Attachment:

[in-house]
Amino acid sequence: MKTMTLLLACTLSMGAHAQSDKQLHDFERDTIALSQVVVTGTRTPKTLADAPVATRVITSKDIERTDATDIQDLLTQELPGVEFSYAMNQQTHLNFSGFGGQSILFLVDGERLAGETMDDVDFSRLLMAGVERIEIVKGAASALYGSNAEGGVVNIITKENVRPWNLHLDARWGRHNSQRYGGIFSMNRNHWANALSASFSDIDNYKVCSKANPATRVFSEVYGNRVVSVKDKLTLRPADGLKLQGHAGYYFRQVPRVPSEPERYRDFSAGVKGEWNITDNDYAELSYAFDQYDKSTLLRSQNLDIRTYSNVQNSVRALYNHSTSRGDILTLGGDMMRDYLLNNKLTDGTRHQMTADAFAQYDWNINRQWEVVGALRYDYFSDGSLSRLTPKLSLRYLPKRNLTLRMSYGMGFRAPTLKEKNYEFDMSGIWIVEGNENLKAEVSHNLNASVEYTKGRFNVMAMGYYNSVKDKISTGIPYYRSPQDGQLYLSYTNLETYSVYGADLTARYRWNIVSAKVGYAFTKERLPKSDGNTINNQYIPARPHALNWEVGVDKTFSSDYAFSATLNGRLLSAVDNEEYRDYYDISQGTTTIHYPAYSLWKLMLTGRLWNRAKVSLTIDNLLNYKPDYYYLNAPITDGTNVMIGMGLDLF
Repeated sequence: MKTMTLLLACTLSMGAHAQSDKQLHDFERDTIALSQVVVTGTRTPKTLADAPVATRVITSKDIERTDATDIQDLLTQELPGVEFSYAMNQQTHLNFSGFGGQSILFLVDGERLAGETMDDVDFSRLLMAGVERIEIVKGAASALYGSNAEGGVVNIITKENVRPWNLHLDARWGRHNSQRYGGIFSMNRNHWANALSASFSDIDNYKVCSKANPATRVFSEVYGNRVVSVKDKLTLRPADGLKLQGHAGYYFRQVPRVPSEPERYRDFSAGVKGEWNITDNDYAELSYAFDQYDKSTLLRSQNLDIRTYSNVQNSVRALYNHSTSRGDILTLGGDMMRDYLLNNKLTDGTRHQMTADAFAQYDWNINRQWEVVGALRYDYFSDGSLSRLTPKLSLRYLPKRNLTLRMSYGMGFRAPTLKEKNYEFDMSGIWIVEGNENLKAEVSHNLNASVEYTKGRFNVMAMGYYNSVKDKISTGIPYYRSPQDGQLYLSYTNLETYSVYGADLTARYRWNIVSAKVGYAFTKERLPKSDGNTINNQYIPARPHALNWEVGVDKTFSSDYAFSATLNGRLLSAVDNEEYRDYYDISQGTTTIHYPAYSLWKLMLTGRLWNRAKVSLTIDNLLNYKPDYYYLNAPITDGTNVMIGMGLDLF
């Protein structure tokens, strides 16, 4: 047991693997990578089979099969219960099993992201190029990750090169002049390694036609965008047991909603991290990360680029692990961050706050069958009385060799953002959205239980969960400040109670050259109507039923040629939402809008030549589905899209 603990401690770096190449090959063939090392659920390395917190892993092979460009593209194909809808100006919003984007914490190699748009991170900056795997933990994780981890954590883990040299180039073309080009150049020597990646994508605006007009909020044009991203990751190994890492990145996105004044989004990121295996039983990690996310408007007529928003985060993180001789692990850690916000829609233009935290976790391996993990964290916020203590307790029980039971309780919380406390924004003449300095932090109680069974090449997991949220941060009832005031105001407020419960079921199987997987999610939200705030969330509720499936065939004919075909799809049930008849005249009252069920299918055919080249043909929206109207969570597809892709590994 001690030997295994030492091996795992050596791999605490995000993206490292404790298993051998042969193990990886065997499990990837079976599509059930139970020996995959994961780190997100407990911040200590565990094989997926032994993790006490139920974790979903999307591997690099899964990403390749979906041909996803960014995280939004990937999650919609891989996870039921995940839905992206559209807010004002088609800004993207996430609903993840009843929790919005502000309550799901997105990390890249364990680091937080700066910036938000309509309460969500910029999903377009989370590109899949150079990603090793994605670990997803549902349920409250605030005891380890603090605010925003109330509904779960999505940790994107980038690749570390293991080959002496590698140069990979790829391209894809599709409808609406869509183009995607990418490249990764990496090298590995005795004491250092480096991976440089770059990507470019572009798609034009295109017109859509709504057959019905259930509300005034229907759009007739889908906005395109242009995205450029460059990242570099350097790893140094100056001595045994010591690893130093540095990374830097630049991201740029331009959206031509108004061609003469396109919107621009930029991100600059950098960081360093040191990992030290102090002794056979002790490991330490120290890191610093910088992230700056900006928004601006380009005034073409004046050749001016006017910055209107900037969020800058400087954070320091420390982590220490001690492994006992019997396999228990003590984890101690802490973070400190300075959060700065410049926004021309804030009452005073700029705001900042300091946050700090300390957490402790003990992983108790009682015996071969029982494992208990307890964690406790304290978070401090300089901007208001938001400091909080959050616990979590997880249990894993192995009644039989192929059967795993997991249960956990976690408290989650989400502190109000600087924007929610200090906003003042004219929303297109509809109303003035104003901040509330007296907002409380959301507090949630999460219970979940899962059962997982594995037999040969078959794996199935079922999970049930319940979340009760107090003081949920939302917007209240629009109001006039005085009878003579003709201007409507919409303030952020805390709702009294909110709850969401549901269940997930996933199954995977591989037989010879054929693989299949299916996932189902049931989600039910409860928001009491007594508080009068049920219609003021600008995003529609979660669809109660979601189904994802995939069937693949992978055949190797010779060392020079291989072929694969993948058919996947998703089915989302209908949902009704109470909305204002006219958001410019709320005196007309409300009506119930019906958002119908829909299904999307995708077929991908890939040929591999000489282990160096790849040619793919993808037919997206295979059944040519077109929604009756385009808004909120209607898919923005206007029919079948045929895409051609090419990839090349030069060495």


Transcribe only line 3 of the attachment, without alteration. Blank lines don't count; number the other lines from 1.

Repeated sequence: MKTMTLLLACTLSMGAHAQSDKQLHDFERDTIALSQVVVTGTRTPKTLADAPVATRVITSKDIERTDATDIQDLLTQELPGVEFSYAMNQQTHLNFSGFGGQSILFLVDGERLAGETMDDVDFSRLLMAGVERIEIVKGAASALYGSNAEGGVVNIITKENVRPWNLHLDARWGRHNSQRYGGIFSMNRNHWANALSASFSDIDNYKVCSKANPATRVFSEVYGNRVVSVKDKLTLRPADGLKLQGHAGYYFRQVPRVPSEPERYRDFSAGVKGEWNITDNDYAELSYAFDQYDKSTLLRSQNLDIRTYSNVQNSVRALYNHSTSRGDILTLGGDMMRDYLLNNKLTDGTRHQMTADAFAQYDWNINRQWEVVGALRYDYFSDGSLSRLTPKLSLRYLPKRNLTLRMSYGMGFRAPTLKEKNYEFDMSGIWIVEGNENLKAEVSHNLNASVEYTKGRFNVMAMGYYNSVKDKISTGIPYYRSPQDGQLYLSYTNLETYSVYGADLTARYRWNIVSAKVGYAFTKERLPKSDGNTINNQYIPARPHALNWEVGVDKTFSSDYAFSATLNGRLLSAVDNEEYRDYYDISQGTTTIHYPAYSLWKLMLTGRLWNRAKVSLTIDNLLNYKPDYYYLNAPITDGTNVMIGMGLDLF